This memoir by Julius Dion Bailey takes readers from his troubling childhood through decades of depression, self-doubt and empty wandering as he seeks fulfillment.
Bailey, an associate professor of philosophy at Wittenberg University in Ohio, was born in Chicago. His parents never married and his father was absent, leaving Bailey in want of a strong male role model. As a child, he was molested by a babysitter and a series of other older girls in the neighborhood. This set the stage for years of a warped view of women and sex. Contributing to his difficulties were a defiant streak, weight problems and a stutter.
Only after more than 25 years of disastrous tendencies and disappointments—a reluctance to play by the rules, a failed marriage, frequent infidelities, an attraction to strippers and sex workers, an inability to commit—did Bailey find his way. It wasn’t a lightning-bolt moment; people suggested he needed professional help, and with the aid of a therapist and a longtime friend and confidant, he says he has beaten his demons.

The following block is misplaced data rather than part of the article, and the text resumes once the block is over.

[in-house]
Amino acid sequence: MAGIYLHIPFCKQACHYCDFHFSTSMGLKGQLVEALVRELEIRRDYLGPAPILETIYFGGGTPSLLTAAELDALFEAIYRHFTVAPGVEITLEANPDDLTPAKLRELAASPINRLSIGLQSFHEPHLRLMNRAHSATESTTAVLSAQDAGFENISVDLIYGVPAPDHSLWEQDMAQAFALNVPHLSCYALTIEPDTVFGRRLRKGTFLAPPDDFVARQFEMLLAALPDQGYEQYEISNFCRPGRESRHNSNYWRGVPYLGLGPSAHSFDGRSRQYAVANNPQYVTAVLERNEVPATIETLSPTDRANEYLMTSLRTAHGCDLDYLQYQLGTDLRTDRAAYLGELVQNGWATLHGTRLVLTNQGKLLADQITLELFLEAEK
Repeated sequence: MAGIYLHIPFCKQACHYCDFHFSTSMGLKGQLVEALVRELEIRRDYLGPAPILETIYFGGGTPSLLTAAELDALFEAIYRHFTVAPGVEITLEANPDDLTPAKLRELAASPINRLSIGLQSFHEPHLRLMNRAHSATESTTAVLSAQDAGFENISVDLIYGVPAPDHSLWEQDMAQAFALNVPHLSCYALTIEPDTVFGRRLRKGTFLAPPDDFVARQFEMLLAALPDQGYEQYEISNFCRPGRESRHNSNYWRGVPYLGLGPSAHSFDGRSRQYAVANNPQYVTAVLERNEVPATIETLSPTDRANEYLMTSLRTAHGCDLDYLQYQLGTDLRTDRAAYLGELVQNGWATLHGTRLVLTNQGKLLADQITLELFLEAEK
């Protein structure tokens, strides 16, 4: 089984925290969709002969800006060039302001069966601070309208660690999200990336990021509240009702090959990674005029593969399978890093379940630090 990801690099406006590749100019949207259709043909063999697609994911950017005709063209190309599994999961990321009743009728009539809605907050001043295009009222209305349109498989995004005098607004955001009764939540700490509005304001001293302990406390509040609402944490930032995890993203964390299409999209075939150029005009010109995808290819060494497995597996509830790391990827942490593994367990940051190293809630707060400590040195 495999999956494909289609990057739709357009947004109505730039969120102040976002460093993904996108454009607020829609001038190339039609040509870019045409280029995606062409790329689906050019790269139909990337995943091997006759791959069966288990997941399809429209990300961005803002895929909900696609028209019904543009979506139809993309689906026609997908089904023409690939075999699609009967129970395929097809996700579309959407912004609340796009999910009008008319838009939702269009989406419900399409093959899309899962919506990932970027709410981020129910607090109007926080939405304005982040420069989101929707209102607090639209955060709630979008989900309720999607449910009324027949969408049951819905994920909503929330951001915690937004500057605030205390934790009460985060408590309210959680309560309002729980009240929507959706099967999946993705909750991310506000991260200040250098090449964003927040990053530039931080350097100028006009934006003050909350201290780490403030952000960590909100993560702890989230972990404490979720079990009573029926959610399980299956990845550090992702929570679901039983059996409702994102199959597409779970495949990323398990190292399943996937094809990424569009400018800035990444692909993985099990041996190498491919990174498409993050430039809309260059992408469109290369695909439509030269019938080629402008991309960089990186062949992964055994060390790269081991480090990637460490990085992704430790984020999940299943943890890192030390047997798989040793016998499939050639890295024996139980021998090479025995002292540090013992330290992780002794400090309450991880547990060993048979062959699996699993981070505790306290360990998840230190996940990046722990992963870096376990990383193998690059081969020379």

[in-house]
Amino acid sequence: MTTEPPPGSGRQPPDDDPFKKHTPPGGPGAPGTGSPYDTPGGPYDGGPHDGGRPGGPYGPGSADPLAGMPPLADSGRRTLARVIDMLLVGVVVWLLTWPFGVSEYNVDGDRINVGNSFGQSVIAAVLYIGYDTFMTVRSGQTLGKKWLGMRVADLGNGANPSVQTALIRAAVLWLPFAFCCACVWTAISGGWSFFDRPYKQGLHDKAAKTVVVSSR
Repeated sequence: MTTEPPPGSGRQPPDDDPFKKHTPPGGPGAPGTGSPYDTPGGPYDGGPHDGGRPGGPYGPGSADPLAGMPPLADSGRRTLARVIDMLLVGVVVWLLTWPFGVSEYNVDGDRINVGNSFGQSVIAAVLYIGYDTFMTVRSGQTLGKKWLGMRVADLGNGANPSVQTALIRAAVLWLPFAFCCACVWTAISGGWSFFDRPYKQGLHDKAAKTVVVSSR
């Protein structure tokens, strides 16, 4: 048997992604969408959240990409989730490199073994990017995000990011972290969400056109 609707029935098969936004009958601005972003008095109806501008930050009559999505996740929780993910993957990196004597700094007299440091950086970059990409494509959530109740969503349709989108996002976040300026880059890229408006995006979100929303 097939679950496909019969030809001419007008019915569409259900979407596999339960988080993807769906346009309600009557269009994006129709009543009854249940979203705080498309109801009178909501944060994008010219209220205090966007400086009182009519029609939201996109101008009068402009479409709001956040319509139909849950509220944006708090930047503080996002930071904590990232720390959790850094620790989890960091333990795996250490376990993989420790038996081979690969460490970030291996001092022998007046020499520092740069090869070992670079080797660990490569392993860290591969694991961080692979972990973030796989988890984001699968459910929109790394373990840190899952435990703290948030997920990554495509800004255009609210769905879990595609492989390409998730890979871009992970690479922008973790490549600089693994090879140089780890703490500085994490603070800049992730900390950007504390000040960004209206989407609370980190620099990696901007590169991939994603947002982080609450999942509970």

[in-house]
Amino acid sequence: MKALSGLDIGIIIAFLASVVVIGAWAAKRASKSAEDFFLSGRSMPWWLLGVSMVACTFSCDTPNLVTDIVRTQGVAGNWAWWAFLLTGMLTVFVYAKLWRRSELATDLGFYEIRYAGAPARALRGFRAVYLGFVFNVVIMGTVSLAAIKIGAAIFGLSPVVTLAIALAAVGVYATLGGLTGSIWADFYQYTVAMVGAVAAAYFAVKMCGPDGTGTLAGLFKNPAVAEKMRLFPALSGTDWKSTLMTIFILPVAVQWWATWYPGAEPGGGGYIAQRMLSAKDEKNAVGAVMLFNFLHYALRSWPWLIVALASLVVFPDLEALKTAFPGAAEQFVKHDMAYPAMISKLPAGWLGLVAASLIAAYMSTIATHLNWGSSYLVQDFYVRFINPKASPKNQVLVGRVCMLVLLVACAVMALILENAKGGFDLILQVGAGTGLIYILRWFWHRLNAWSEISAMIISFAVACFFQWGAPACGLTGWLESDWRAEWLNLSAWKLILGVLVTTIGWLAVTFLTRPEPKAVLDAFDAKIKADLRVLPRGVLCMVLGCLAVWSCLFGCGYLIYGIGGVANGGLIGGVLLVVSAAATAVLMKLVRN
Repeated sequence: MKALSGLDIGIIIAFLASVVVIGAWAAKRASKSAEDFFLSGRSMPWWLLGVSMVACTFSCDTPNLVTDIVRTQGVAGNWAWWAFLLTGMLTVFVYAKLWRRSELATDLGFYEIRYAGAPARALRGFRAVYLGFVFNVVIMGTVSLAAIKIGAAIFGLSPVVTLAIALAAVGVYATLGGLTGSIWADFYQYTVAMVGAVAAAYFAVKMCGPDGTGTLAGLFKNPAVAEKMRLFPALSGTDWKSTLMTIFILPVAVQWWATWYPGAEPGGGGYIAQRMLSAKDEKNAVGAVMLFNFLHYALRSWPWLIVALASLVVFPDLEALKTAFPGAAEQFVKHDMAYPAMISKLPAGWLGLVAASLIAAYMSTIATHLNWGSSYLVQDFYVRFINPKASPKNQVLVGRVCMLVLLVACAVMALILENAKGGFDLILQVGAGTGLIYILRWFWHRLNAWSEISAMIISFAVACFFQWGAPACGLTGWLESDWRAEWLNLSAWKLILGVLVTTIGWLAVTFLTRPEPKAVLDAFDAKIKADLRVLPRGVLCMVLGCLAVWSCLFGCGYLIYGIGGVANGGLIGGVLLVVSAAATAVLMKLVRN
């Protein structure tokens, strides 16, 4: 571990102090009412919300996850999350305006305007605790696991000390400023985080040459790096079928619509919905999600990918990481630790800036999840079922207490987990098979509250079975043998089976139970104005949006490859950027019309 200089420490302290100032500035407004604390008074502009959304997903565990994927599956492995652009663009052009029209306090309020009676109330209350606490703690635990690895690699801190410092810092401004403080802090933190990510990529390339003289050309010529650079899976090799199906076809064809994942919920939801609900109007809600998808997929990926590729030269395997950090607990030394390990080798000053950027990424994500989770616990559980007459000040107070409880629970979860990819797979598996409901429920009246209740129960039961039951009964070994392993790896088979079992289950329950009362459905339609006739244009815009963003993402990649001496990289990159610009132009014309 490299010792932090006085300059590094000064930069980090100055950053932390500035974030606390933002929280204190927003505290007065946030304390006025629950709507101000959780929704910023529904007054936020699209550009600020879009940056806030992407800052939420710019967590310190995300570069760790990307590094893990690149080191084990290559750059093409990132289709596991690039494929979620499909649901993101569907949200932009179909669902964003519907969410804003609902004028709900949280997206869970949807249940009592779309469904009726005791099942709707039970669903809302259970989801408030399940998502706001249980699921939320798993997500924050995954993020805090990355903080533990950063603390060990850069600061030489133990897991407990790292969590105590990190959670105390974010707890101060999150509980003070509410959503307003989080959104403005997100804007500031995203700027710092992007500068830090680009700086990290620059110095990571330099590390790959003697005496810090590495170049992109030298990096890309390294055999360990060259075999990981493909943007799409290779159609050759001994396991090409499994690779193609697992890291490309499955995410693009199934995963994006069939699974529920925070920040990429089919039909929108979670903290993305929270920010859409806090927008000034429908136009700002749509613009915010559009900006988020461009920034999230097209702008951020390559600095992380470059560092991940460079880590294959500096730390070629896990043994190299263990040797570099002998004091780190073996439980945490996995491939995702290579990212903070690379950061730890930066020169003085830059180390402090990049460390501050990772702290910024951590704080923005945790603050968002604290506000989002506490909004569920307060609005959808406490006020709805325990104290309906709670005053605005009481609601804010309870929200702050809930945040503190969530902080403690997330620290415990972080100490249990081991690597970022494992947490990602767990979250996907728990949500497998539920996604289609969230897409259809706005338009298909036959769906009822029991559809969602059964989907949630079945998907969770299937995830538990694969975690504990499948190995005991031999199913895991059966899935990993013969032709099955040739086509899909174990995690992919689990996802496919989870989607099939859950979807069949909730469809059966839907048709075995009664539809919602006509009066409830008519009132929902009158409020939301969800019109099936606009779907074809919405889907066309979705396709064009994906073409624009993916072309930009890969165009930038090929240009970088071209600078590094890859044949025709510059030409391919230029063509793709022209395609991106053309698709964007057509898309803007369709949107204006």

Bailey is an intelligent writer who doesn’t sugarcoat his often-unflattering story. But at times, he devotes too much space to various sexual escapades, offering details that unnecessarily border on the salacious. Also, he includes a factual error, referring to Brother Rice High School as a Franciscan school where students wore brown robes. In fact, this school was staffed by the Christian Brothers of Ireland; students didn’t wear robes.
It’s unfortunate that Bailey took until his 40s to find his path. A longtime activist, lecturer and educator, he may have had an even bigger impact on society if he had resolved his problems earlier. Nonetheless, despite its drawbacks, his story provides an interesting read.